Previous resolutions about climate scenario analysis earned majorities at Anadarko Petroleum (53 percent in 2018) and ExxonMobil (62 percent in 2017), and 30 percent at Hess in 2017. At Chevron, a proposal in 2017 asking for a report on company options for a reduced carbon asset mix received 25.6 percent. At Cooper, a proposal seeking net-zero GHG goals earned 32.8 percent in 2018. This year’s resolution is broader and Amalgamated Bank, last year’s proponent, is a co-filer.

High carbon financing: As You Sow is asking three major banks—Goldman Sachs, JPMorgan Chase and Wells Fargo—to each “adopt a policy to reduce the carbon footprint of its loan and investment portfolios in alignment with the 2015 Paris goal of maintaining global warming well below 2 degrees, and issue annual reports...describing targets, plans, and progress under this policy.” The proposal recommends the report include information on cutting the firms’ exposure to “extreme fossil fuel projects such as coal, Arctic oil and gas, and tar sands.”

Both Goldman and Wells Fargo have challenged the proposal so far at the SEC, as described below.

SEC action: Three companies contend the GHG goals resolutions are ordinary business, citing the SEC Staff Legal Bulletins of the last two years and the 2018 EOG Resources precedent discussed above:

  • Anadarko Petroleum contends that the Paris-compliant goals proposal amounts to “micromanagement,” setting out the EOG precedent and the October 2017 SEC Staff Legal Bulletin clarifying when a company can omit a proposal on ordinary business grounds of “micromanagement.” (See p. 14-15 for a fuller discussion of the bulletin.) It says the proposal is both “extremely broad and extremely particular” and fails to consider its 2018 climate risk report, which set out its approach to climate resilience and explained what it has done to reduce emissions. Further, it offers a point-by-point comparison of the current resolution with the excluded EOG Resources proposal—while also contending it is similar to SEC- excluded 2018 requests for reporting on how net-zero GHG emissions might be achieved, at, Deere and Apple.

    Implementing the resolution would require a reduction in its oil and gas development and an increase in renewable energy development, Anadarko asserts. The proposal would force it to change its entire business strategy to become “a completely different business,” which is impermissible.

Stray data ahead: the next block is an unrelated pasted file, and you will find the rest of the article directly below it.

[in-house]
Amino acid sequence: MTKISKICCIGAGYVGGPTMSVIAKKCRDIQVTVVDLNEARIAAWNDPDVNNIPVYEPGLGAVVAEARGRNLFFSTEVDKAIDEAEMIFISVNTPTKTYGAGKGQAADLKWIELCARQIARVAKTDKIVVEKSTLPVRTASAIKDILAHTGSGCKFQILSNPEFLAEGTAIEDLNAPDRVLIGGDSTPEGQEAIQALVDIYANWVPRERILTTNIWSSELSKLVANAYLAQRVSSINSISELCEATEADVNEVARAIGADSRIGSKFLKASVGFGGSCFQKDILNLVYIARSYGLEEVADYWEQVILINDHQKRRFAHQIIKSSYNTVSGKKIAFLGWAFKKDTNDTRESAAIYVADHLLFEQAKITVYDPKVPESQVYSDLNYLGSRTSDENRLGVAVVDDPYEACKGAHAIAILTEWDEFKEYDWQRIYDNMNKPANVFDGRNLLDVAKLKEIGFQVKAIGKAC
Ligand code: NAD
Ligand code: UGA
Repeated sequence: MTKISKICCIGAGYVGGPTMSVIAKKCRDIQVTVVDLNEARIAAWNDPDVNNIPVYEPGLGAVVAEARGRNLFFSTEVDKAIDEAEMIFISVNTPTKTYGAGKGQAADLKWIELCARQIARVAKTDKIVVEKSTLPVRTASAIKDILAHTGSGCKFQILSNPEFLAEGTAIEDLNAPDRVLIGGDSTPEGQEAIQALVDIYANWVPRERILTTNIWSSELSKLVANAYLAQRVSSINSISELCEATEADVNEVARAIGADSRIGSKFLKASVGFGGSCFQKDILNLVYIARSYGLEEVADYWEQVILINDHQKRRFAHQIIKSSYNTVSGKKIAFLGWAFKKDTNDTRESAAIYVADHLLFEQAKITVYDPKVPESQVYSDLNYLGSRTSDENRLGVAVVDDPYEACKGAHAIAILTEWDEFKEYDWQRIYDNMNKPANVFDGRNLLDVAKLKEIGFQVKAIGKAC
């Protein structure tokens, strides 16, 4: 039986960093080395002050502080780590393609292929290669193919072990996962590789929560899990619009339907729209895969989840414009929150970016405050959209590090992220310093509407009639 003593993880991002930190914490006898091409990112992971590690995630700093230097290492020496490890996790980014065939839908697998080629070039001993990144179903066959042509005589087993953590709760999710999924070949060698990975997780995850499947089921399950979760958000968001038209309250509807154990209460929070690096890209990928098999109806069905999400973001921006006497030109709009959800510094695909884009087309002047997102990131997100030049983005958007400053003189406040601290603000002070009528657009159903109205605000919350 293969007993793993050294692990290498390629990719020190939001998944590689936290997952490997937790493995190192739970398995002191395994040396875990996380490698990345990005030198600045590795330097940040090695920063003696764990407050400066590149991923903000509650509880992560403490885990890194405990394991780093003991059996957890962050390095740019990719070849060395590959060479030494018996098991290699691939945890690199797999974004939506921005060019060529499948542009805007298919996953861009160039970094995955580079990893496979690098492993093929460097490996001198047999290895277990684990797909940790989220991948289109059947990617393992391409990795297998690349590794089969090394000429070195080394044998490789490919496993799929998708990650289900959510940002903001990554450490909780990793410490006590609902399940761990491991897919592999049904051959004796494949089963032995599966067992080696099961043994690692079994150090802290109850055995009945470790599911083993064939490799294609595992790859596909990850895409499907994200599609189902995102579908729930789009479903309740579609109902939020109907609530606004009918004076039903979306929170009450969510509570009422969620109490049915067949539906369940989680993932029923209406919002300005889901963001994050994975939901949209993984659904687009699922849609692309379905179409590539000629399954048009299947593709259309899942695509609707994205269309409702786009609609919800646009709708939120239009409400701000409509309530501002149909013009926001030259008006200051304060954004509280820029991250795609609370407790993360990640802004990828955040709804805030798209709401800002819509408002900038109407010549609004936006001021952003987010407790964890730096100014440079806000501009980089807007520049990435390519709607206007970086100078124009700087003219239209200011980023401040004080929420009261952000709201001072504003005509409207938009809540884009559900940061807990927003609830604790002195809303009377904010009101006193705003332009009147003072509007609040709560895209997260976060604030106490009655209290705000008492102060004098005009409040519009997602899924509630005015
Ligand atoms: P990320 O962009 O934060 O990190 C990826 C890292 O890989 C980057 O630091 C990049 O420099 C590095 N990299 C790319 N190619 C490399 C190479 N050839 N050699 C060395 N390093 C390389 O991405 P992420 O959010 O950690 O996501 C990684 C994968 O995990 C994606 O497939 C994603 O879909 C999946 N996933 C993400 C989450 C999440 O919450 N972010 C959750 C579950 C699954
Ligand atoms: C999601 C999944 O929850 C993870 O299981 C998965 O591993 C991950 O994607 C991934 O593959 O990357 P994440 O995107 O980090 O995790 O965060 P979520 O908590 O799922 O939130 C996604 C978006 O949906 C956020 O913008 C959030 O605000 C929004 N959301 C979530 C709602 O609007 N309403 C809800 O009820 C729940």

• J.B. Hunt also says the resolution is ordinary business. It contends “transportation equipment, cost and analysis of fuel, and system logistics directly impact GHG emissions” that it already considers because they are intrinsic to its transportation business. Like Anadarko, it cites the 2018 SEC Staff Legal Bulletin’s criteria for ordinary business, saying investors are not very worried about its emissions because votes on earlier proposals were 21.4 percent in 2017 and 16.8 percent in 2015—and that it has not received a resolution since. (In fact, the 21.4 percent vote occurred in 2018.)

    The company further says it has addressed climate-related concerns by offering intermodal transportation containers that can be carried by rail, not trucks (thus reducing emissions); by emphasizing energy efficient options for its customers; and by a long list of other initiatives to cut emissions. It notes its participation in multi-stakeholder efforts such as the Sustainability Accounting Standards Board, work with the Environmental Protection Agency and CDP reporting. Finally, the company cites the EOG Resources precedent and contends setting goals would subject it to “arbitrary emissions targets” that would interfere with complicated management decisions that depend on a multitude of factors aside from emissions reductions priorities.